My days with Pete were in the early era of the electronic training collar. A more nuanced training tool now, and one that I use carefully at times, that little black box with electrodes that press against the dog’s neck allows the handler to press a button on a transmitter to administer an electric shock to the dog. The training collar I now own has fifteen levels of stimulation, ranging from a tingle that I can barely feel on the palm of my hand to a jolt that is quite painful.
But it was a much more primitive training collar that I borrowed twenty-five years ago to use as a last resort to stop Pete from bolting out of control when he hit bird scent. The transmitter had one control button, and the level of stimulation was regulated by choosing one of three “chips” to insert into the black box: green, yellow, red. A tyro at using this thing, I inserted the green chip (lowest level) one November morning, strapped the collar on Pete, and took him pheasant hunting.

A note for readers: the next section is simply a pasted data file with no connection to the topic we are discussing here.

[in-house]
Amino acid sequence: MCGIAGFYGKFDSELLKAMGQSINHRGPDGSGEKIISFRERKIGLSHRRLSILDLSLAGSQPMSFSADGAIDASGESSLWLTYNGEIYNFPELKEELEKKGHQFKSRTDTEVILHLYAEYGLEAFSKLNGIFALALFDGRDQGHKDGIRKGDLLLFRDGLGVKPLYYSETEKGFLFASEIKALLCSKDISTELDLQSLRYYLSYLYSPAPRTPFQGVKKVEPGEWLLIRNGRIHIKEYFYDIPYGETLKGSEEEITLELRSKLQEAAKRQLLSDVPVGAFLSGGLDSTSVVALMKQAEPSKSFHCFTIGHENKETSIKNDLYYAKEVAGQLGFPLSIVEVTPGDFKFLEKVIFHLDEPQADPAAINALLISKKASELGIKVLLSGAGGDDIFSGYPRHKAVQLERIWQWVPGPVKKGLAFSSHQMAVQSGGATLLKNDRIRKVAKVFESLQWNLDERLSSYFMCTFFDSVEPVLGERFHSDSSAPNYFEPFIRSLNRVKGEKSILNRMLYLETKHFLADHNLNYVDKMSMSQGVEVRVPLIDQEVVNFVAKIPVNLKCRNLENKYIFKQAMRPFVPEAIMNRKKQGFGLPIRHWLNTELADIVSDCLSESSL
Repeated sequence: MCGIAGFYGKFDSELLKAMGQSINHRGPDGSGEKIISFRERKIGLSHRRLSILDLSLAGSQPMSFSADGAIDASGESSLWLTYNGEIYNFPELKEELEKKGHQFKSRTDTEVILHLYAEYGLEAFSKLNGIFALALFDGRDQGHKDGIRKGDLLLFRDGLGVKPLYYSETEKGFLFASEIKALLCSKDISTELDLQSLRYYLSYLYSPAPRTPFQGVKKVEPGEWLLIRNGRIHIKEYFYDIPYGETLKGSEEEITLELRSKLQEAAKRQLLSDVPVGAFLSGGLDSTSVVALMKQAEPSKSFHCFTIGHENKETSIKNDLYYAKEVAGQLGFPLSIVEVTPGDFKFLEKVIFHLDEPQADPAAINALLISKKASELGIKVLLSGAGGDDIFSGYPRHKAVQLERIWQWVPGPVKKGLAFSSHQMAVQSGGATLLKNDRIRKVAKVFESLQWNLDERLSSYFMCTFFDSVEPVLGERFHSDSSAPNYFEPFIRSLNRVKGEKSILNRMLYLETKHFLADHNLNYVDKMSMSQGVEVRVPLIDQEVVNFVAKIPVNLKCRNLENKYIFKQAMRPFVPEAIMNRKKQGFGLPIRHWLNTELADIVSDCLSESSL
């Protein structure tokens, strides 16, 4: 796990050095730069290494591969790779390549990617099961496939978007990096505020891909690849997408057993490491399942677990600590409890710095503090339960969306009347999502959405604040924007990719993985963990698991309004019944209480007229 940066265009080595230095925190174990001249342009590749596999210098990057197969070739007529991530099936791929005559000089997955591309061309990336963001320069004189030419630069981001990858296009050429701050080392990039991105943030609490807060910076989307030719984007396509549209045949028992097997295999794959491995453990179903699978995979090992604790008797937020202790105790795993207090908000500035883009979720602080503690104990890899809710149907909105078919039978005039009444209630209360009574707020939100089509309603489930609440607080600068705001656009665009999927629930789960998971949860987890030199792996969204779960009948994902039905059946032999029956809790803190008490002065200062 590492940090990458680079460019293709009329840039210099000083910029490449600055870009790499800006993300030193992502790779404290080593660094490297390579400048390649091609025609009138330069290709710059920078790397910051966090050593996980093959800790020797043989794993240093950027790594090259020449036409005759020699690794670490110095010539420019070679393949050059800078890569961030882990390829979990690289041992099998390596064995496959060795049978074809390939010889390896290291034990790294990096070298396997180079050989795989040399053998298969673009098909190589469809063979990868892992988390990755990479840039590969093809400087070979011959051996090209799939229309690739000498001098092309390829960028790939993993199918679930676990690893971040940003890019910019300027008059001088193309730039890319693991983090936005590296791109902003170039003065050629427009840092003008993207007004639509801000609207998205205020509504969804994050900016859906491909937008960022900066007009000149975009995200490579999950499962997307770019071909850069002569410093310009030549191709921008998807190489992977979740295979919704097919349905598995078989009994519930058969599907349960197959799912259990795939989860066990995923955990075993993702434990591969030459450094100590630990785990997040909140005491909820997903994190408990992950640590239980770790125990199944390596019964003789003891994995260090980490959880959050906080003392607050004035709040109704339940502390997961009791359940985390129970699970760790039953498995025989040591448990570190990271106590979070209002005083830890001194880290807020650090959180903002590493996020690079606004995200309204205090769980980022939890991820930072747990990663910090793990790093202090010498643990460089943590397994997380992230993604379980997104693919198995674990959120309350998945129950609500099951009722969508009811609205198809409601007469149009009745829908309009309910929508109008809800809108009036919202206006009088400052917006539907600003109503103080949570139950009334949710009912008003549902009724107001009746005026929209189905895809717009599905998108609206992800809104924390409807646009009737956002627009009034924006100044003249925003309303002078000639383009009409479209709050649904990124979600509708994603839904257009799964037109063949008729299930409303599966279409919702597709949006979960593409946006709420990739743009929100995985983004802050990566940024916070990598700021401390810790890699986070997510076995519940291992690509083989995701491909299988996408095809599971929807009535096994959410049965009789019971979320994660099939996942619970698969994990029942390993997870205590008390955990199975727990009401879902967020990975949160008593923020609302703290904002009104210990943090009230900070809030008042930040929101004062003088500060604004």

We found a clutch of hen pheasants on the edge of an unharvested cornfield, and they ran to escape. Pete chased after them, out of control, and after giving him fair warning with two whistle blasts I pressed the transmitter button. He showed no sign that he felt any shock from the collar and flushed the hens at the far end of the field a few hundred yards away. He came bounding back, as always, happy to have done so well.